My first few days as a Fellow were all about getting acquainted with a new work space and acquiring a basic set of skills that are required in the average communications department. However, very little of my time as an intern at Trust For America’s Health (TFAH) was actually spent using those basic skills, because their communications department was, in my humble opinion, anything but average.
Most of my time as an intern was spent gathering and analyzing data related to public health, reading and re-reading reports and memos on public health policy, summarizing current and future public health crises (on a variety of topics ranging from obesity to the opioid epidemic), and doing independent research on public health topics. I learned a lot about what it meant to work on a team, work at a nonprofit, and work in public health. And, while I’ve probably read one too many research papers on influenza, it’s through my time as an intern at Trust For America’s Health that I’ve come to understand what public interest communications means to me, and how I’ll carry that understanding with me into the future.
Interning at TFAH helped me realize that public interest communications is about making positive and long-lasting social change for everyday people; it also helped me realize that I don’t necessarily need to work in communications to create the change I want to see in society. While a good portion of my internship was spent researching public health policy, an even greater portion was spent gathering, analyzing, and summarizing data, which, as a statistics major, was right up my alley.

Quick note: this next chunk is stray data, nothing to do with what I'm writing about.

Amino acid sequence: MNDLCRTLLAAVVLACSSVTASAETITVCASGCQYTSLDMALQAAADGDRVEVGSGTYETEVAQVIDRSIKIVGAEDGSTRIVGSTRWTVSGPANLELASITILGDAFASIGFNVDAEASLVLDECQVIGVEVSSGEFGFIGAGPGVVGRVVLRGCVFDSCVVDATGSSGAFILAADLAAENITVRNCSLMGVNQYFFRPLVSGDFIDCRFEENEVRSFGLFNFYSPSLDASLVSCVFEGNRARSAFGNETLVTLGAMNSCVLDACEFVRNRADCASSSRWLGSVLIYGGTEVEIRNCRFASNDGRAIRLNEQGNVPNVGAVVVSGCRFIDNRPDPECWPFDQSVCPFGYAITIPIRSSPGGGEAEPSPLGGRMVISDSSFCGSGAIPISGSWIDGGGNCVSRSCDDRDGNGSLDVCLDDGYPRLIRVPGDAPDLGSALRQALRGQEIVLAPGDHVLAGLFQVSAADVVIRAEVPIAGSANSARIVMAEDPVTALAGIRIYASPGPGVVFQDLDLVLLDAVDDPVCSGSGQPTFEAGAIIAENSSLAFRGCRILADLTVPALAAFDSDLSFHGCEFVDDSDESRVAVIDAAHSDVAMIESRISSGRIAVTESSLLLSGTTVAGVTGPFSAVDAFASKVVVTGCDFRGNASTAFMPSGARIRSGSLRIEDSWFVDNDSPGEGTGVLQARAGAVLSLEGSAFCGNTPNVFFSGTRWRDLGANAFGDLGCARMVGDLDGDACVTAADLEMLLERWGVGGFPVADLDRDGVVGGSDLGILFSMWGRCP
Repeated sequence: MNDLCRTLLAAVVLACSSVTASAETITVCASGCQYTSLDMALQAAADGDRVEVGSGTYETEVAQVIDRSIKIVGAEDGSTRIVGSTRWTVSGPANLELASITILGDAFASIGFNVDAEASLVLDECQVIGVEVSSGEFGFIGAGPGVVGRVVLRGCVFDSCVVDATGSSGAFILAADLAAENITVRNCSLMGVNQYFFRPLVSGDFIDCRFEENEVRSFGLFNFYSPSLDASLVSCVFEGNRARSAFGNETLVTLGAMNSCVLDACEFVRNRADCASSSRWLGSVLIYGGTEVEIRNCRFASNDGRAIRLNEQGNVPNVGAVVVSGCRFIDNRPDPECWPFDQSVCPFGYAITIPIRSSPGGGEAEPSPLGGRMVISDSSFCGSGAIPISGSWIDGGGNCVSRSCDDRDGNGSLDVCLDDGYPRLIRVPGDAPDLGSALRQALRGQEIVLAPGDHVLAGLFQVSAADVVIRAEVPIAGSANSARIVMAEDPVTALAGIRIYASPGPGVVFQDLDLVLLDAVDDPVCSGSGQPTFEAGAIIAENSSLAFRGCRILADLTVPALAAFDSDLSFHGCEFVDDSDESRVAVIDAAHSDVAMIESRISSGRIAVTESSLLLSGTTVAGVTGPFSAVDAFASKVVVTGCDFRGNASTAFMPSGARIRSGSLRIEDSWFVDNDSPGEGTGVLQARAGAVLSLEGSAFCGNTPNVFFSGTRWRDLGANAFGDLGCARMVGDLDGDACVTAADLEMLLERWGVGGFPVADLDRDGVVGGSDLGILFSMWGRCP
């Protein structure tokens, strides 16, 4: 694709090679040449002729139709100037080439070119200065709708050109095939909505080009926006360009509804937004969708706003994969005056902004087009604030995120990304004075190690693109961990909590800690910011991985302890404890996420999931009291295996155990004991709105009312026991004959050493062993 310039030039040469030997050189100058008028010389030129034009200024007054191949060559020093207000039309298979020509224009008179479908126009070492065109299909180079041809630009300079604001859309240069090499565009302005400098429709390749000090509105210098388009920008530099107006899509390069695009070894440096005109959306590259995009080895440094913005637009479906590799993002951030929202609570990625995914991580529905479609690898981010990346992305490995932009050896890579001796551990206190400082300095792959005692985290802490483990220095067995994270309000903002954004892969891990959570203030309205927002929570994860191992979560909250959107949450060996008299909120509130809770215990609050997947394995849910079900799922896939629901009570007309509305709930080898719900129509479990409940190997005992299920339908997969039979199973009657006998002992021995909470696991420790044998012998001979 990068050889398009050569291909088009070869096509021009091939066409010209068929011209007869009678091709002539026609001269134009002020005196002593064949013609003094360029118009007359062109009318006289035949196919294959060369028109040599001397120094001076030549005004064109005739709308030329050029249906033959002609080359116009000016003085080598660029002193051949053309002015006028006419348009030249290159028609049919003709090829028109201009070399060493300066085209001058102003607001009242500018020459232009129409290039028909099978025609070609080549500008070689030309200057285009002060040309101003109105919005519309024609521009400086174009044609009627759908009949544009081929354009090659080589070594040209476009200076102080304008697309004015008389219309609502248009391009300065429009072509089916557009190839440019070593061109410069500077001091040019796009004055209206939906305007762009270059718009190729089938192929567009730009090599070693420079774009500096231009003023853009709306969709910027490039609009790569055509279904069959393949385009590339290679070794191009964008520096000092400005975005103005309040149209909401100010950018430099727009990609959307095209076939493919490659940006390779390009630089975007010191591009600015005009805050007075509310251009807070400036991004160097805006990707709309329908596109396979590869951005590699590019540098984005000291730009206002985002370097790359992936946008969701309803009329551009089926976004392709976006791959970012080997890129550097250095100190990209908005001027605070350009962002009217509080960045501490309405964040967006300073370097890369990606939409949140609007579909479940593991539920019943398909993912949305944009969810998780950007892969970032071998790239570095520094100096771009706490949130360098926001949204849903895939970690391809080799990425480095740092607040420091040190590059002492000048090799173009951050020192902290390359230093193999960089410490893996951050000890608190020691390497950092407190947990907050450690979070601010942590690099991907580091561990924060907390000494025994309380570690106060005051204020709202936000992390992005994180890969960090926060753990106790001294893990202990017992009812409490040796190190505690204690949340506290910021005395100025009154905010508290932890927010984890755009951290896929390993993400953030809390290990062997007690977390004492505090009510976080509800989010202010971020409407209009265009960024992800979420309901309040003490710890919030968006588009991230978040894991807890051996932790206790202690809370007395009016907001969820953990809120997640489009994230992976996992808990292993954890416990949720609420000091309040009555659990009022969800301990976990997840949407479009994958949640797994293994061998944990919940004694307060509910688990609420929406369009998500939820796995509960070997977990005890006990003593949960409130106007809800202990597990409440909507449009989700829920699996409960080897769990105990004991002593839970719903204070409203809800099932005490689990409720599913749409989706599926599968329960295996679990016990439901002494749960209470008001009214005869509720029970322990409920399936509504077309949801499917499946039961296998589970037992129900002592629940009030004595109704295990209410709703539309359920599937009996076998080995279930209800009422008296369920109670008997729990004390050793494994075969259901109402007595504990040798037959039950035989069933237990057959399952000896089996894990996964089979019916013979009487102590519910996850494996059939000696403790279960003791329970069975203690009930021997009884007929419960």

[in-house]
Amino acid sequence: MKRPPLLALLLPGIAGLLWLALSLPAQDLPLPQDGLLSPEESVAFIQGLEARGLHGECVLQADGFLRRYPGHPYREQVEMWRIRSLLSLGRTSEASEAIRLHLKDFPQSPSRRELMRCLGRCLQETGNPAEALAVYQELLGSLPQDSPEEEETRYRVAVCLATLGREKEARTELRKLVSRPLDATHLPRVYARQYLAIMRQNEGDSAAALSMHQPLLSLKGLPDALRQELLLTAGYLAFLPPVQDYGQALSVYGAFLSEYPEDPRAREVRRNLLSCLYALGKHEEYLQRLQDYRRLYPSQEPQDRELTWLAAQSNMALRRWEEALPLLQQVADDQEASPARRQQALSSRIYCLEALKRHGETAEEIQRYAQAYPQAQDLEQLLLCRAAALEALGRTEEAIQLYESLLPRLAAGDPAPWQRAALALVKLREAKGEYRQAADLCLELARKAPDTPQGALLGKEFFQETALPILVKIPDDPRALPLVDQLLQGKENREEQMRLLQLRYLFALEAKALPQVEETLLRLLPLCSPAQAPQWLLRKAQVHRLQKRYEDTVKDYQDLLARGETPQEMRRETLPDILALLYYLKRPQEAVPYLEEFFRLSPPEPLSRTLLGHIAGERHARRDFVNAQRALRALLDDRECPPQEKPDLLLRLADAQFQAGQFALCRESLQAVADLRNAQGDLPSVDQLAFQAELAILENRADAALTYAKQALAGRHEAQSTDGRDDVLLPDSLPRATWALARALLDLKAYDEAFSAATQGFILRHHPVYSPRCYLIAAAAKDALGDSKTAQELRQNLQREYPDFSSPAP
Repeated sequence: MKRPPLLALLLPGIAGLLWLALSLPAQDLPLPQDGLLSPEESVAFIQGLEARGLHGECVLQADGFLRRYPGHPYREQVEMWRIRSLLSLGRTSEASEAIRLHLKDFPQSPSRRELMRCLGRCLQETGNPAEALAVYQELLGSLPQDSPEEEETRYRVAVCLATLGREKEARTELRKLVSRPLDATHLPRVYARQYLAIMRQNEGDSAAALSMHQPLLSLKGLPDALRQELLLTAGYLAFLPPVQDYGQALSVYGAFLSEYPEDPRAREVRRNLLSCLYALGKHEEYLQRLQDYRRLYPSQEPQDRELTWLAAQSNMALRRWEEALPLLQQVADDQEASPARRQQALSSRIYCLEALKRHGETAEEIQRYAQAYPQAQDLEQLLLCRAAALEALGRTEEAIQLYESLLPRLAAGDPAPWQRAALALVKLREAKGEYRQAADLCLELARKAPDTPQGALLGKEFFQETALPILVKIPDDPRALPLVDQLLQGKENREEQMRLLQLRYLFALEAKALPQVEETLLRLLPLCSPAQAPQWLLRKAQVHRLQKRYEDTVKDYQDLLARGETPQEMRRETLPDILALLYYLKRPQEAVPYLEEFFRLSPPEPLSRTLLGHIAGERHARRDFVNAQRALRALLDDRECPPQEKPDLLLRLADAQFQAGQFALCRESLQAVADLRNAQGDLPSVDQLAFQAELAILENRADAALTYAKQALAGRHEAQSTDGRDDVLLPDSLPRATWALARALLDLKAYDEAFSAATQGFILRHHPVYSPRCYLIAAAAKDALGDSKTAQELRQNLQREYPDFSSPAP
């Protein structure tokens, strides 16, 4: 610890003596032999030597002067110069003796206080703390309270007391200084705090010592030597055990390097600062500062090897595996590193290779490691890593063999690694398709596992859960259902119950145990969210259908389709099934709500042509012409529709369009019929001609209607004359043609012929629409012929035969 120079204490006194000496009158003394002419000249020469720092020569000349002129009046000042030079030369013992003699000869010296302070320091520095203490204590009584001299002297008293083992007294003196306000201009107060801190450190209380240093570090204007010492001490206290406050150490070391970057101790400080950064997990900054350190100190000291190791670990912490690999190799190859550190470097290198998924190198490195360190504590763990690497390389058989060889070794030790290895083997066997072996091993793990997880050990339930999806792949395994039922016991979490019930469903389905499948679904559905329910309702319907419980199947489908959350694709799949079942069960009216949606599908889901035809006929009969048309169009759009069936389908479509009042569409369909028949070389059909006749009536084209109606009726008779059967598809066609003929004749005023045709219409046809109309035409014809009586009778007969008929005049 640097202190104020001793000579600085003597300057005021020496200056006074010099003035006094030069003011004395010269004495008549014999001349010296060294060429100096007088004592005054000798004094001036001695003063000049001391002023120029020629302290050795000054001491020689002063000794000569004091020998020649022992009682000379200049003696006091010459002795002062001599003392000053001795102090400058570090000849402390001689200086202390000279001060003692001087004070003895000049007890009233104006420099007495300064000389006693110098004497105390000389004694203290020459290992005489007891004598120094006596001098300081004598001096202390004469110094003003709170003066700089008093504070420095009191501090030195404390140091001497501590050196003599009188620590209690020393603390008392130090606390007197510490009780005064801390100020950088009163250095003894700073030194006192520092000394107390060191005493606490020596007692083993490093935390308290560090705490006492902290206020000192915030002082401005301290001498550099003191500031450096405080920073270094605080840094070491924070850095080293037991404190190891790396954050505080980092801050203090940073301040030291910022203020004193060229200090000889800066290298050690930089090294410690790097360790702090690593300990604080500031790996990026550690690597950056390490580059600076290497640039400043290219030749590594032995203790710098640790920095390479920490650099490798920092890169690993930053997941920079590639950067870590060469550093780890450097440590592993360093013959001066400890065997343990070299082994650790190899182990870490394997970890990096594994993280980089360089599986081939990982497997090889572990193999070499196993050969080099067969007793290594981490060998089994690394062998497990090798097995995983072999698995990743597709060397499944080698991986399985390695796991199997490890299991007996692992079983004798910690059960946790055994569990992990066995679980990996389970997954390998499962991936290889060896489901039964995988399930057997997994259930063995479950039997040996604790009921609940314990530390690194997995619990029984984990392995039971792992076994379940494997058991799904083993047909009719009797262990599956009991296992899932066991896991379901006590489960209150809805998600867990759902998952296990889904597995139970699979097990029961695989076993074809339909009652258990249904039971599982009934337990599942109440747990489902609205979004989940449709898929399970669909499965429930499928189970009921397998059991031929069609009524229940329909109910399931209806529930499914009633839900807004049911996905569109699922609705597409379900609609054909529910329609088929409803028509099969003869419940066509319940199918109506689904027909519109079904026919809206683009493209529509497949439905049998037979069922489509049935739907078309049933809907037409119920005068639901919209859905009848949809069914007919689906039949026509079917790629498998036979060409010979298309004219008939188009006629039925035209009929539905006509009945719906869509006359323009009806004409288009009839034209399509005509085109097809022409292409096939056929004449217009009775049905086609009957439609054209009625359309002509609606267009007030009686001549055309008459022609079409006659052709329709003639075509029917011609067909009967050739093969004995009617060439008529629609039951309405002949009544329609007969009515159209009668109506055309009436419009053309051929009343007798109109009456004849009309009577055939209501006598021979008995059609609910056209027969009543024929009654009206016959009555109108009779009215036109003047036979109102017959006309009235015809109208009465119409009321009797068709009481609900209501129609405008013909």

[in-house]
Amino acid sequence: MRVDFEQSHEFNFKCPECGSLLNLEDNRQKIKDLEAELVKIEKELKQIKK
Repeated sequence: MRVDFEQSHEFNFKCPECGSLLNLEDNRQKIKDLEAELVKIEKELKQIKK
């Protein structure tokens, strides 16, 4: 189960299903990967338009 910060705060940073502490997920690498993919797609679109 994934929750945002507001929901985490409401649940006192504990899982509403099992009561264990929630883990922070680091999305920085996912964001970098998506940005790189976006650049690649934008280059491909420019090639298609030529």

Working at TFAH taught me the importance of my statistical background in affecting change, and made me reconsider what I was actually going to do with my major in the future. Moving forward, I will do a better job of reminding myself and the people around me that there are real lives and stories behind the numbers and data that I analyze. As for next steps, I hope to earn a graduate degree in public health, so that I can continue making the individuals behind these numbers count for something.